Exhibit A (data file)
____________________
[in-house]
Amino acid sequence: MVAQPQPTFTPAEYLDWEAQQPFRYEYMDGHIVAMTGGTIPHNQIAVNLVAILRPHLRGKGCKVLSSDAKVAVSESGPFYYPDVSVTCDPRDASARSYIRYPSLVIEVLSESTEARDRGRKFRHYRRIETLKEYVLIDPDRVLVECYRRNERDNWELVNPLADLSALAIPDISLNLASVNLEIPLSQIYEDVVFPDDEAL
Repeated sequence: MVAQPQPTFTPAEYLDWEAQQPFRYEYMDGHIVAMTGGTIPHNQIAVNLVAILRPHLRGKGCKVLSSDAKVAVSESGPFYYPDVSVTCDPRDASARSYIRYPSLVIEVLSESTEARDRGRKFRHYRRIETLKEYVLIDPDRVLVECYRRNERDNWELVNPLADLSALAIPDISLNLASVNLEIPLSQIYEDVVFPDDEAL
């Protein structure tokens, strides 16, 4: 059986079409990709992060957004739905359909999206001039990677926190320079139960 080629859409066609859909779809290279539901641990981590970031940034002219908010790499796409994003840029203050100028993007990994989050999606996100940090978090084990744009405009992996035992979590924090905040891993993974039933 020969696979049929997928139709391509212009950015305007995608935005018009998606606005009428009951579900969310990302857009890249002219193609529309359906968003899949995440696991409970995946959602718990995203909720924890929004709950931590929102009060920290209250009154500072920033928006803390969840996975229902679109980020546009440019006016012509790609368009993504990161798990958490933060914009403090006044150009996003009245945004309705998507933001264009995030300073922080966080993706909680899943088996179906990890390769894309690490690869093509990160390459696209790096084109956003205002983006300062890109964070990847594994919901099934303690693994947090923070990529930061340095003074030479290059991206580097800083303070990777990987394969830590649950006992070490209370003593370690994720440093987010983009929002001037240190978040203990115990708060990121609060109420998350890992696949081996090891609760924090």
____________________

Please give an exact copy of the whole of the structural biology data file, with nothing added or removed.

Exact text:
[in-house]
Amino acid sequence: MVAQPQPTFTPAEYLDWEAQQPFRYEYMDGHIVAMTGGTIPHNQIAVNLVAILRPHLRGKGCKVLSSDAKVAVSESGPFYYPDVSVTCDPRDASARSYIRYPSLVIEVLSESTEARDRGRKFRHYRRIETLKEYVLIDPDRVLVECYRRNERDNWELVNPLADLSALAIPDISLNLASVNLEIPLSQIYEDVVFPDDEAL
Repeated sequence: MVAQPQPTFTPAEYLDWEAQQPFRYEYMDGHIVAMTGGTIPHNQIAVNLVAILRPHLRGKGCKVLSSDAKVAVSESGPFYYPDVSVTCDPRDASARSYIRYPSLVIEVLSESTEARDRGRKFRHYRRIETLKEYVLIDPDRVLVECYRRNERDNWELVNPLADLSALAIPDISLNLASVNLEIPLSQIYEDVVFPDDEAL
């Protein structure tokens, strides 16, 4: 059986079409990709992060957004739905359909999206001039990677926190320079139960 080629859409066609859909779809290279539901641990981590970031940034002219908010790499796409994003840029203050100028993007990994989050999606996100940090978090084990744009405009992996035992979590924090905040891993993974039933 020969696979049929997928139709391509212009950015305007995608935005018009998606606005009428009951579900969310990302857009890249002219193609529309359906968003899949995440696991409970995946959602718990995203909720924890929004709950931590929102009060920290209250009154500072920033928006803390969840996975229902679109980020546009440019006016012509790609368009993504990161798990958490933060914009403090006044150009996003009245945004309705998507933001264009995030300073922080966080993706909680899943088996179906990890390769894309690490690869093509990160390459696209790096084109956003205002983006300062890109964070990847594994919901099934303690693994947090923070990529930061340095003074030479290059991206580097800083303070990777990987394969830590649950006992070490209370003593370690994720440093987010983009929002001037240190978040203990115990708060990121609060109420998350890992696949081996090891609760924090």